Hi everyone. If you are like me you like to educate yourself on what ever subject you find interesting. If you are on this forum, then obviously you are interested in shrimp. I like to go on you tube and look at channels dedicated to shrimp and shrimp keeping. There are three that I think are great. Flip Aquatics, Shrimp Life and Mark's Shrimp Tanks. My favourite is Mark's Shrimp Tanks. The wealth of knowledge this Scot living in Norway has is astounding. He covers everything from setting up to breeding, water changes,best food, etcetera,etcetera. The man has an amazing passion for these little creatures, and once you have watched him once,you can't help but go back over and over again. So next time you are on you tube, give these channels a look. You won't be disappointed.
Hi guy's, If you want to learn more about shrimp,or just a great read then I want to recommend two books that I own. The first is Back to Nature Guide to Nano Aquaria. This book gives many examples of beautiful freshwater nano aquaria and also provides information on how to set up and maintain a nano. It also covers the fishes,shrimps,crayfishes,crabs,snails and plants that can be kept in such a small aquarium.This book contains approximately 490 photos and species descriptions with information on and photos of more than 75 crustaceans (shrimp,crayfishes,crabs) and snails,180 fishes,and 60 plants that are suitable for a nano aquaria. I just love my nano's and this book is the reason why. The second book I would like to recommend is Invertebrates: Shrimp,Crayfish,Crabs and Snails in freshwater aquaria. This book is written by the two leading authorities in invertebrate keeping in aquaria.This comprehensive handbook full of practical hints and information does not only provide beginning freshwater invert keepers with the basic knowledge about these fascinating creatures,but it also suitable for experienced aquarium keepers who want to discover new stuff and additional information about the natural habitats, special food requirements or breeding in captivity. This comprehensive handbook has all the important species you will find in trade,providing all the information you need in a nutshell, and is illustrated with breathtaking photos. I love these books and you will too.
With over 290 species,shrimp of the genus Caridina are one of the most diverse groups within the Atyidae family. They are also the most widely spread shrimp in the aquarium hobby. Once you have cut your teeth on Neocaridina species, the natural progression is to move to Caridina's. With the unlimited colour variations, these shrimp become very addictive. I have various types of Caridina and am looking at setting up more tanks so I can vary my range even more. The major difference between the two species when keeping them as a hobby, is water parameters. I keep Neocaridina in water with total dissolved solids up to 800ppm. I would never ever think of keeping caridina in water over 150ppm tds. The ph must be neutral to slightly acidic. I use Reverse Osmosis water with a tds of 0 and add Bee Shrimp mineral GH+ to the water in a bucket when setting up a tank getting the tds to around 115-120ppm. Water changes are easy, you just add R/O water straight in as the added minerals stay in the tank only the water evaporates not the minerals. The most important tool to have is the tds meter. They are cheap and mostly reliable. I bought mine off ebay for about $15 dollars,well worth the investment. I hope this gives a basic introduction to anyone thinking of keeping the Caridina species.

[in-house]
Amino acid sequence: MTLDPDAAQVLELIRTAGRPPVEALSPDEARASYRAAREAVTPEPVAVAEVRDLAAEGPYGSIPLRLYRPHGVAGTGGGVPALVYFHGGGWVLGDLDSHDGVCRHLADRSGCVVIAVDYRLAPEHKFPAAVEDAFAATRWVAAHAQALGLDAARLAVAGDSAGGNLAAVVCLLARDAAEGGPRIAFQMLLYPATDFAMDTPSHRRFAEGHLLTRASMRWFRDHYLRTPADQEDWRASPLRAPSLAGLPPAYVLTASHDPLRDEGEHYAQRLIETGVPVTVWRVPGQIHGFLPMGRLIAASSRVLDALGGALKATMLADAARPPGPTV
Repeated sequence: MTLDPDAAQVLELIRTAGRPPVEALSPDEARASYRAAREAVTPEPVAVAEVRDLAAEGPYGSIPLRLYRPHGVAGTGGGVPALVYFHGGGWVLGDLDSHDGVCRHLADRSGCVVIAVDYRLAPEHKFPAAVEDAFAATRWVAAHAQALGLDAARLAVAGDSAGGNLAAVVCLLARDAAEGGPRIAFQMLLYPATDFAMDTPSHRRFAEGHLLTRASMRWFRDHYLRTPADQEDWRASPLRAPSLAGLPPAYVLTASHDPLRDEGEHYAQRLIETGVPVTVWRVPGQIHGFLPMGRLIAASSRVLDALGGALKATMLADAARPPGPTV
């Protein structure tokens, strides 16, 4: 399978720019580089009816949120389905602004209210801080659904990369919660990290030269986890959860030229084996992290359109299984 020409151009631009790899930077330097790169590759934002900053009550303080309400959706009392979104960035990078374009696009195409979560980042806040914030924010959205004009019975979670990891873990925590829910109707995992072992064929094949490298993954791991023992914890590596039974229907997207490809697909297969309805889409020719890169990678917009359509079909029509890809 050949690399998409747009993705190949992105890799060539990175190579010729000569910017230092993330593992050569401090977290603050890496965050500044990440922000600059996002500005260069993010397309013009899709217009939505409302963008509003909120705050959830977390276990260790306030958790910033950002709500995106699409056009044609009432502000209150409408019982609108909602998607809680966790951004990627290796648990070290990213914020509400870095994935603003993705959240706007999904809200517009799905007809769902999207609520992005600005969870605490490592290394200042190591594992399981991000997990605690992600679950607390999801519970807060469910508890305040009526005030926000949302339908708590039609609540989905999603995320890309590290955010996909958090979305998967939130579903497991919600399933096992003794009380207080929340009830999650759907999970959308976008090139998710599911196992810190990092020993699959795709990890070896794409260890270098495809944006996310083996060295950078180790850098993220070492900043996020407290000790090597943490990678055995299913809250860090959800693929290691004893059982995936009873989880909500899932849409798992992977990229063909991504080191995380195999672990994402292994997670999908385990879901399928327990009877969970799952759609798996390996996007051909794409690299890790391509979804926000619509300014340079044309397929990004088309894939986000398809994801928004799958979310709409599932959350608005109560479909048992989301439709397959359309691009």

The best substrate to use with shrimp is Fluval Stratum, ADA, or Ista Shrimp substrate. These substrates buffer the ph to support neutral to slightly acidic conditions and stimulate growth of plants in freshwater aquariums. Made from mineral rich volcanic soil,it will ensure a full compliment of essential macro and micro nutrients. The substrates light,non-compacting,porous structure is also highly beneficial to nitrifying bacteria,which rapidly colonise the vast porous surface,providing optimal water quality for plants.The substrate also provides newborn shrimp with the ideal refuge,allowing them to escape predation until they are large enough to emerge. The substrate will not discolour the water and helps control discolouration caused by the tannins in driftwood when used. I use this substrate in all my aquariums and I highly recommend it. p.s If keeping Neo's you don't have to use this substrate as it will buffer the ph to the acidic side of things. Neo's prefer neutral to alkaline where they thrive. This substrate is better for keeping Caridina in.
Hi guys and gals, My name is Trevor (tva351) and an avid shrimp keeper of Caridina and Neocaridina shrimp. I am usually fairly busy with work and family,but will be on when I can. I keep Crystal Red and Black, Tiger, Tangerine Tiger, Pinto, Snow White bee, Aura Blue, Ghost Shrimp and most of the Cherry varieties, Red, Blue, Chocolate etc. Hope to catch up for a chat on the forum and I hope it will be a great success. Cheers, tva351.